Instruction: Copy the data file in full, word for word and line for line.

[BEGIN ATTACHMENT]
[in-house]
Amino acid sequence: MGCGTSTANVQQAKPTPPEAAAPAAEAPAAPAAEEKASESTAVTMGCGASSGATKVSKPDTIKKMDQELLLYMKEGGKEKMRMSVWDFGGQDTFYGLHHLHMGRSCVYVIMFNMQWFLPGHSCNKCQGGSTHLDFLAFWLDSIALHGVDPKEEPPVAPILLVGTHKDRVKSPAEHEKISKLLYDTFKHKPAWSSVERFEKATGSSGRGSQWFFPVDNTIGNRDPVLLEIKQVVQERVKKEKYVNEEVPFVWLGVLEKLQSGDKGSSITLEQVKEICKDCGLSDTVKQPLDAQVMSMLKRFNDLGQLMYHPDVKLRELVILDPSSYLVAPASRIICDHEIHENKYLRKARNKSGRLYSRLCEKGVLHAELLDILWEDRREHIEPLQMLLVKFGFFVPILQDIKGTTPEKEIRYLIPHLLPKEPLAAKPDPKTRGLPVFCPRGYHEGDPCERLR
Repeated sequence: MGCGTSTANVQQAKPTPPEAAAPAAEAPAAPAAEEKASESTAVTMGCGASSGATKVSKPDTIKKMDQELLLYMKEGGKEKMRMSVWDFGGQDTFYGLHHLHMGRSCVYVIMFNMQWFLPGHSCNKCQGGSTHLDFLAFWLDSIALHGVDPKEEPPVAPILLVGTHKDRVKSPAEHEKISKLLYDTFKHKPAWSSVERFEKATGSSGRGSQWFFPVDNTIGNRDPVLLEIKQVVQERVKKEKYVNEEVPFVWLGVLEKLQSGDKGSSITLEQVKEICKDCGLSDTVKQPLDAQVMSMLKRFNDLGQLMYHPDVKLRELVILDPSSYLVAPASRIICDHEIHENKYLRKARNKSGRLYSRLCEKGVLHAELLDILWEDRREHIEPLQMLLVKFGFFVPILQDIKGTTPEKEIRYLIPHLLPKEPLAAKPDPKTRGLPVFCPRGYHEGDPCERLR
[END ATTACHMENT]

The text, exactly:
[in-house]
Amino acid sequence: MGCGTSTANVQQAKPTPPEAAAPAAEAPAAPAAEEKASESTAVTMGCGASSGATKVSKPDTIKKMDQELLLYMKEGGKEKMRMSVWDFGGQDTFYGLHHLHMGRSCVYVIMFNMQWFLPGHSCNKCQGGSTHLDFLAFWLDSIALHGVDPKEEPPVAPILLVGTHKDRVKSPAEHEKISKLLYDTFKHKPAWSSVERFEKATGSSGRGSQWFFPVDNTIGNRDPVLLEIKQVVQERVKKEKYVNEEVPFVWLGVLEKLQSGDKGSSITLEQVKEICKDCGLSDTVKQPLDAQVMSMLKRFNDLGQLMYHPDVKLRELVILDPSSYLVAPASRIICDHEIHENKYLRKARNKSGRLYSRLCEKGVLHAELLDILWEDRREHIEPLQMLLVKFGFFVPILQDIKGTTPEKEIRYLIPHLLPKEPLAAKPDPKTRGLPVFCPRGYHEGDPCERLR
Repeated sequence: MGCGTSTANVQQAKPTPPEAAAPAAEAPAAPAAEEKASESTAVTMGCGASSGATKVSKPDTIKKMDQELLLYMKEGGKEKMRMSVWDFGGQDTFYGLHHLHMGRSCVYVIMFNMQWFLPGHSCNKCQGGSTHLDFLAFWLDSIALHGVDPKEEPPVAPILLVGTHKDRVKSPAEHEKISKLLYDTFKHKPAWSSVERFEKATGSSGRGSQWFFPVDNTIGNRDPVLLEIKQVVQERVKKEKYVNEEVPFVWLGVLEKLQSGDKGSSITLEQVKEICKDCGLSDTVKQPLDAQVMSMLKRFNDLGQLMYHPDVKLRELVILDPSSYLVAPASRIICDHEIHENKYLRKARNKSGRLYSRLCEKGVLHAELLDILWEDRREHIEPLQMLLVKFGFFVPILQDIKGTTPEKEIRYLIPHLLPKEPLAAKPDPKTRGLPVFCPRGYHEGDPCERLR